The king is dead! Away with the king!

The king is dead! Away with the king!

Bruce Golding

Sunday, September 20, 2020

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The late Patrick Manning with whom I developed a close friendship served as leader of the People's National Movement (PNM) for 23 years and prime minister of Trinidad and Tobago for 13 of those years. In those 23 years he led the PNM into seven elections, winning three and losing three with one ending in a tie. In his 13 years as prime minister, the country's economy grew by 72 per cent — an average annual rate of just under 5 per cent. Per capita income increased 250 per cent.

Manning built on the foundations laid by his PNM predecessor, George Chambers, who had undertaken major economic reforms to reduce the economy's almost total reliance on the energy sector that made it vulnerable to the volatility of the global oil market. Booming oil prices in the 1970s had masked severe structural weaknesses in the economy and the oil price crash in the early 1980s dealt a devastating blow to Trinidad and Tobago. So painful were those reforms that in the 1986 election the PNM's 30-year hold on power came to an end and it was able to win only 3 of the 36 seats in Parliament, one of which was that of Manning himself.

Manning assumed leadership of the party in that year and after only one term led the party back to victory. Under his watch, Trinidad and Tobago converted its electricity source from oil to LNG which, together with other significant reforms, enabled it to develop its manufacturing prowess, flooding the Caricom market and boosting its exports to several parts of the world. The manufacturing sector grew from 7 per cent of GDP to 18 per cent. At the same time, Trinidad and Tobago became the world's largest exporter of ammonia, second largest exporter of methanol and the eighth largest exporter of LNG.

Manning saw to significant improvement in education and skills training including the provision of free tuition up to university level. He introduced a range of programmes to expand the social safety net and access to health care and affordable housing. The poverty level was reduced by almost a half.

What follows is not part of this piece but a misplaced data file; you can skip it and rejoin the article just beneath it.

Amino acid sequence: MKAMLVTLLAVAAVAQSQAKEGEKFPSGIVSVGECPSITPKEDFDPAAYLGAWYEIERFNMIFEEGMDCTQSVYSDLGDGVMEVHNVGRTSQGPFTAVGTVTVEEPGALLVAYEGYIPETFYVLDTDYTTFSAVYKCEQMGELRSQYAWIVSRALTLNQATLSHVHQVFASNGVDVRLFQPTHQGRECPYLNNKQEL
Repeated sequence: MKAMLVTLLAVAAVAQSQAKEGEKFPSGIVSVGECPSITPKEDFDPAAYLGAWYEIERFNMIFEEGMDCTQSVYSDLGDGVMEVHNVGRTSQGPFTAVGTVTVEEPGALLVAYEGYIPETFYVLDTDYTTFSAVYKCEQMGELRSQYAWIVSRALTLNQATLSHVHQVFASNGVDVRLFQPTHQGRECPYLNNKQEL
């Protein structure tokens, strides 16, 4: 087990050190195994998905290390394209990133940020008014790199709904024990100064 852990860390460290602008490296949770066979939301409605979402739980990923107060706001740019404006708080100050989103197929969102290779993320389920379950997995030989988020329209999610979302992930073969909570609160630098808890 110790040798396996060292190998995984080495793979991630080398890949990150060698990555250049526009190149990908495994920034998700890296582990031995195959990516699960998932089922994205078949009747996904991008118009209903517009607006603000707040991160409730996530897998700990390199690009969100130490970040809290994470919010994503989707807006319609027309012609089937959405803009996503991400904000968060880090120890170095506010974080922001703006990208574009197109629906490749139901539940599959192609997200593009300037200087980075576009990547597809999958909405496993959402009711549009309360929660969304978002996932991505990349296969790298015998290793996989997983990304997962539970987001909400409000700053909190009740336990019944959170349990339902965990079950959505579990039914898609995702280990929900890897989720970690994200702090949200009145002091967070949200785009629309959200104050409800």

His tenure was not without its disappointments. The escalation in crime including the prevalence of ransom-driven kidnappings haunted his time in office. His Administration was bedevilled by allegations of corruption about which he should have been more decisive and proactive. It is arguable that greater attention should have been paid to improving the physical infrastructure which creaked as the economy grew. But even his harshest critics are forced to concede that he made an outstanding contribution to the growth and development of Trinidad and Tobago.

The PNM lost the 2010 election, winning only 12 of 41 seats. Manning could not escape his fair share of the blame. Deep divisions had emerged within the party which he should have made greater effort to resolve, especially the rift between himself and the current prime minister, Keith Rowley, who succeeded him. The party had become disconnected from the people; its organisational machinery had crumbled and its campaign was lacklustre and ineffective.

After such a crushing defeat, Manning did not seek to hang on to the position of party leader. He took full responsibility for the loss and within three days submitted his resignation. Yet, as he was leaving the PNM headquarters after tendering his letter of resignation, he was confronted with hostility, booed and literally chased off the premises by his own PNM supporters. It was a sad spectacle.

Politics is not a cradle for true friendship or genuine respect even when it is due. It is too toxic for that. But common decency, if not common sense, should not allow a leader who has given many years of service and is voluntarily stepping aside to be treated with scorn and contempt. It is not just about the dignity and respect to which he is entitled. That is one thing. More importantly, it is what it says about the organisation and the corrosive effect it can have on its culture.

Losing an election, no matter how badly, is not a cause for recrimination or a mob-like search for a ram in the thicket, machetes in hand. It is rather a time for sober reflection, careful and objective analysis and a commitment to the hard rebuilding work that must be done.

— Bruce Golding is a former prime minister of Jamaica

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